A fourth straight road trip awaits Polk County on a trek the Wolverines have gotten to know well.
“108 to 64 to 40 to 77,” Polk County head football coach Bruce Ollis said. “Being on the road hasn’t bothered the kids.”
Nor will it Friday as the Wolverines look to make school history, journeying to Starmount to face the Rams in the third round of the state 1AA playoffs. The game kicks off at 7:30 p.m.
A win in Boonville would give Polk County (5-8) its first appearance in a West Regional final. And while everyone in the Wolverines’ locker room recognizes the challenge presented by a Starmount team (6-6) that thumped Community School of Davidson 55-19 in its second-round game last week, Polk County will ride a wave of optimism up I-77 as well as its activity buses.
“Right now we’re a confident football team,” Ollis said. “I’ve always said that if you could give any attribute to a football team that is most important to have, it’s confidence. We’ve had to develop that, and we’ve done that.”
Polk County’s 13-7 win last week over North Rowan certainly provided a boost to the Wolverines. Across the field Friday will be an equally confident Starmount squad that will be very similar to Polk County in several ways.
The Rams started the season 0-4 against a tough non-conference schedule before winning six of its next eight games. Starmount topped the 40-point mark in three of those six victories, topped by the season-high effort last week against CSD.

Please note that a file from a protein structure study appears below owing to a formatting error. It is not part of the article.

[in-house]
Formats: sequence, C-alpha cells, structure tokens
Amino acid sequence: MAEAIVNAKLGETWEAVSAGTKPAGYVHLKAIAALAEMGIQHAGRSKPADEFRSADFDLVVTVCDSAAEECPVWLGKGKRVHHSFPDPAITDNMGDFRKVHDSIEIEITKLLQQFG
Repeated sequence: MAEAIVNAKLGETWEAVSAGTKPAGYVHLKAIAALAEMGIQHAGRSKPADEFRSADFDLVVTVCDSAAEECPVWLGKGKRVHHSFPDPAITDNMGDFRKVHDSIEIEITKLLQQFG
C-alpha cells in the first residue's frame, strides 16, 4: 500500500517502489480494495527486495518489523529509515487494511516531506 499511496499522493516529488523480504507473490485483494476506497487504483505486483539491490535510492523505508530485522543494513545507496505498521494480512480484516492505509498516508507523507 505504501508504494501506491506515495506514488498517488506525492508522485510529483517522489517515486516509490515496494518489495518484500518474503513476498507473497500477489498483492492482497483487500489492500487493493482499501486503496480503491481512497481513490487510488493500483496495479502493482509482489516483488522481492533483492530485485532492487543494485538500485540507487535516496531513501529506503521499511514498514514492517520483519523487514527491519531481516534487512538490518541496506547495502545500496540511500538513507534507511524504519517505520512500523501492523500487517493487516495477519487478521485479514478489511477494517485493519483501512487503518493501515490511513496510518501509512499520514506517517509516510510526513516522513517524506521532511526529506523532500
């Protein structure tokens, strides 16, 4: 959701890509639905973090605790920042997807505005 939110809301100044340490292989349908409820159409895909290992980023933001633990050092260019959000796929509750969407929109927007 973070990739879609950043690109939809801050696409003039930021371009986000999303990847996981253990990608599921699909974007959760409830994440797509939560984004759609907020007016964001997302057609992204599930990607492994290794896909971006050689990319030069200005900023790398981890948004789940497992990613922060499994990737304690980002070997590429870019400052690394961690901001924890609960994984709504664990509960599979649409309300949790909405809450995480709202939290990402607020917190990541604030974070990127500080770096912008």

Senior running back Ethan Barnes is the heart of the Ram offense, rushing for 1,726 yards and 18 touchdowns this season. Barnes has also caught 22 passes for 240 yards and two more scores. Quarterback Trey Dezern has thrown for 1,241 yards and 10 touchdowns, with J-Max Swain his leading target (44 catches, 453 yards, one score). Swaim is also the team’s second-leading rusher (61-486-7).
“We’re seeing another 1,700-yard rusher this week,” Ollis said. “He’s more of a bruiser. He’s not quite as speedy as the last two backs we’ve seen, but he’s steady. He reminds me of a slimmer Larry Csonka, with a forward body lean and just six to eight-yarding you to death.
“They throw the ball a little more than we do. Swaim reminds me a bit of Dillon Knighton (Polk County standout who graduated last year). They’ve got good size up front and they play a physical brand of football. I think the two teams are very similar offensively and defensively.”
As the Wolverines stare at the near-mirror image across the field, they’ll also keep in mind the stakes in play.
“We told the kids that very seldom in life do you have an opportunity to make history,” Ollis said. “This is a history-making game for us. I think that added some focus. It made the players realize how important this football game is.
“Our coaches have done an incredible job maintaining their resilience and, in turn, imparting that to the players. We like to say that the best team doesn’t always win, but the team that plays the best. Right now, we’re playing pretty well.”